Police in Thailand act to preserve the country’s reputation as well as unearthing wrong doing

Thailand’s police chief Chakthip Chaijinda said recently that the case would be closed soon unless new evidence was found. ‘If more evidence is found, things will clear up. I won’t tolerate vagueness. If police were in the wrong, I’ll take action,’ he said. According to the police, there had been many false reports of crimes against foreign tourists which had a negative impact on tourism, and confirming that there have not been any serious incidents against tourists in the past four years despite damaging and false online speculation.

Police give details of police investigation into UK woman’s claims after teams visited Ko Tao

The investigating team that arrived in Ko Tao island to investigate the UK woman’s claims found a somewhat different picture to that reported in the tabloid western newspapers.

They interviewed the owner of the hostel where the UK woman stayed on the island, 32 year old Phatra Jaemtrakul. The UK woman, reportedly from south London, had stayed there with 5 men. She had initially booked the hostel for June 21st to 23rd but later extended her stay on the island until June 26th.

The hostel owner told Thai police that she had arranged to meet the woman at the popular Fish Bowl Bar on the night of June 25th but she failed to turn up to the rendezvous.

It was the following morning when the UK woman told her that she had been drugged, dragged to the beach, raped and also robbed. Phatra impressed upon the UK woman to report the incident to Thai police on the island immediately but she failed to do so. It appeared she was in a hurry to get to Ko Phangan for the popular Full Moon Party.

UK man turned up 8 days later and asked to file a report to police on behalf of the UK woman

8 days later, she told the Thai police, a male friend of the UK woman presented himself to her and asked if he could submit a rape complaint on the woman’s behalf. The Thai woman escorted the gentleman to the police station but the officers there insisted that such a report could only be made by the victim and principal witness. She would have to present herself for the complaint to be officially taken. The Thai woman also revealed that she was informed that this man had had a personal altercation with the boyfriend of the UK woman on the night of June 26th.

UK woman’s male companion dominated conversation looking for documentation for compensation claim at Thai police station

The Thai police chief who led the initial investigative team to Ko Tao, Pol Maj Gen Apichart Boonsriroj, has also revealed that on Ko Phangan island the UK woman later presented herself at a police station with a male friend to report the loss of property.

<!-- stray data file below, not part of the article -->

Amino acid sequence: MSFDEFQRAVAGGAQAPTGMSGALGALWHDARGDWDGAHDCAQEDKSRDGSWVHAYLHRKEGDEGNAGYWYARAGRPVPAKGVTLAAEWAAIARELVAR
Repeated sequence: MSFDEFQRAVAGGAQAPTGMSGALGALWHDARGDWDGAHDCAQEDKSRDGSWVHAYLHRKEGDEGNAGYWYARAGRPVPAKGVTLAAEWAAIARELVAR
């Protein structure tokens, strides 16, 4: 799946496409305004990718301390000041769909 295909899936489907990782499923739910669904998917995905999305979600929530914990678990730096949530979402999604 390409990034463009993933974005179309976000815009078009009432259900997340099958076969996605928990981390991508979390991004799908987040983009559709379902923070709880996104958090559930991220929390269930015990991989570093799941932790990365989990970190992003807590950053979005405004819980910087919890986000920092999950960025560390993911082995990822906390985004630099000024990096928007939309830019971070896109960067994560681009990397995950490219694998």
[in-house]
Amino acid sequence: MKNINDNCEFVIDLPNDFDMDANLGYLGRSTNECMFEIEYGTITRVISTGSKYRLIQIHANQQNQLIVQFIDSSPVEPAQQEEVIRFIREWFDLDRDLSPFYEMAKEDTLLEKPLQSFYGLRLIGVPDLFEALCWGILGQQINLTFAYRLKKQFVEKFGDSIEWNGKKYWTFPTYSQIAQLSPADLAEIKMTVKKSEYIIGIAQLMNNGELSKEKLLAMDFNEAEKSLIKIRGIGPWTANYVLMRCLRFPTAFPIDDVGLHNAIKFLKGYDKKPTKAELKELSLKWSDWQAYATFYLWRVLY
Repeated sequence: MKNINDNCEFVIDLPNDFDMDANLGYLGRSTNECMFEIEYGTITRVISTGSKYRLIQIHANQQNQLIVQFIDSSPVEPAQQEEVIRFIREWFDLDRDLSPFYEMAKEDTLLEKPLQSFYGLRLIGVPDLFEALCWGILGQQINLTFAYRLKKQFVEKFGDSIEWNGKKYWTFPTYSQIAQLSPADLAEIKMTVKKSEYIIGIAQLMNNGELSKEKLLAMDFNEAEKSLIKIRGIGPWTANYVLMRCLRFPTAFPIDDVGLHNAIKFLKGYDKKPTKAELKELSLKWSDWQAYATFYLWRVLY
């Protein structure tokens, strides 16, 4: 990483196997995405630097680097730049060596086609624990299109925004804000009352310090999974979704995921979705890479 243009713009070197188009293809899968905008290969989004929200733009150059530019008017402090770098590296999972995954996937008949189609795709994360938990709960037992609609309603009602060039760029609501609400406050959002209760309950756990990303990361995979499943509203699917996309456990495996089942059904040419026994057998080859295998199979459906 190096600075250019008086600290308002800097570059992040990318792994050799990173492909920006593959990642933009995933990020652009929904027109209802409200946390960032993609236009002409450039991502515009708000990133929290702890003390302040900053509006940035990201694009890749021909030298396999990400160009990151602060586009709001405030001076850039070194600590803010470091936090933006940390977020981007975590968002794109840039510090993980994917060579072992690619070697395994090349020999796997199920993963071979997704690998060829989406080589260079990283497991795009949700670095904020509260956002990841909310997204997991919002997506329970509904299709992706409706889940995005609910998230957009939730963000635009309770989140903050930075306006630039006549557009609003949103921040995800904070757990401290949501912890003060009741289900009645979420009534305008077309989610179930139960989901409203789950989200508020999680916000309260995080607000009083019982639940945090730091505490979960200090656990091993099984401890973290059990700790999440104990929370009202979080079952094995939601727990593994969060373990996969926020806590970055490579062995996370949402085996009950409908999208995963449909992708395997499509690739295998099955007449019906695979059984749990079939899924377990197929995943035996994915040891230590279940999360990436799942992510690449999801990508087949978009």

The duo wanted to file the report in order to be able to claim compensation under the terms of an insurance policy. Police in Ko Phangan insisted that such a report would have to be made in Koh Tao island where the incident took place.

At this meeting with Thai police, the UK woman’s male companion was reported to have dominated the conversation and explained to officers that they simply needed a signed document for the purposes of securing a compensation payment.

Significantly, the police complaint being made by the UK woman and her male companion on Ko Phangan, was for the loss of 3,000 baht, a debit card and a mobile phone.

Thai police find no basis for tabloid Ko Tao claims spread online as police await woman’s testimony

After the newspaper report in the popular UK tabloid, The Sun surfaced, a task force led by Pol Maj Gen Surachate Hakparn, the Deputy Tourist Police Commissioner, also travelled to Ko Tao to investigate the British woman’s rape story.

Thai police have now comprehensively investigated the reports of rape made by the UK woman that have reached Thailand with what information they have to hand in the absence of detailed complaint from the woman herself. Thus far, they have found no basis for the claims and have initiated proceedings against a local media outlets and Facebook page for repeating the UK woman’s as yet unfounded claims. The action being taken by Thai authorities is on the basis that these reports, which were not founded on the basis of a proper investigation or even formal complaint, have damaged local interests and defamed the island of Koh Tao.

Thai police believe claims by UK woman as reported may be impossible as they report on some findings

After examining forensic evidence, interviewing witnesses and checking relevant documents, Thai investigators reportedly came to an initial conclusion that it was not possible that the rape claims by the UK woman, as reported in the press, could be true.

The Deputy Commissioner of the Thai Tourist Police also revealed that there have been a number of incidents of false claims made by foreign visitors on Ko Tao and Ko Samui in respect of compensation claims.

He said that the police were taking legal action in relation to these cases and this may include blacklisting those involved from re-entering Thailand.

The Police Chief revealed that Thai police had requested that testimony from the UK woman be taken through the UK diplomatic channels. They had earlier requested that the woman return to Thailand to provide details of the alleged incident to investigating Thai authorities. Preparations are now understood to be underway for this process to take place.

Thai police give assurances on integrity and willingness to pursue the truth

Following the latest controversy and investigation, the police chief went further and assured anyone concerned with the reports that they could rely on the integrity of the Thai police and authorities. ‘I’d like to insist that we will never protect any crime or negligent official,’ General Hakparn is reported as saying. He also insisted that the Thai police had a primary goal of seeking the truth and defending Thailand’s reputation. It was then reported that Thai police are seeking arrest warrants for journalists associated with the dissemination of the story.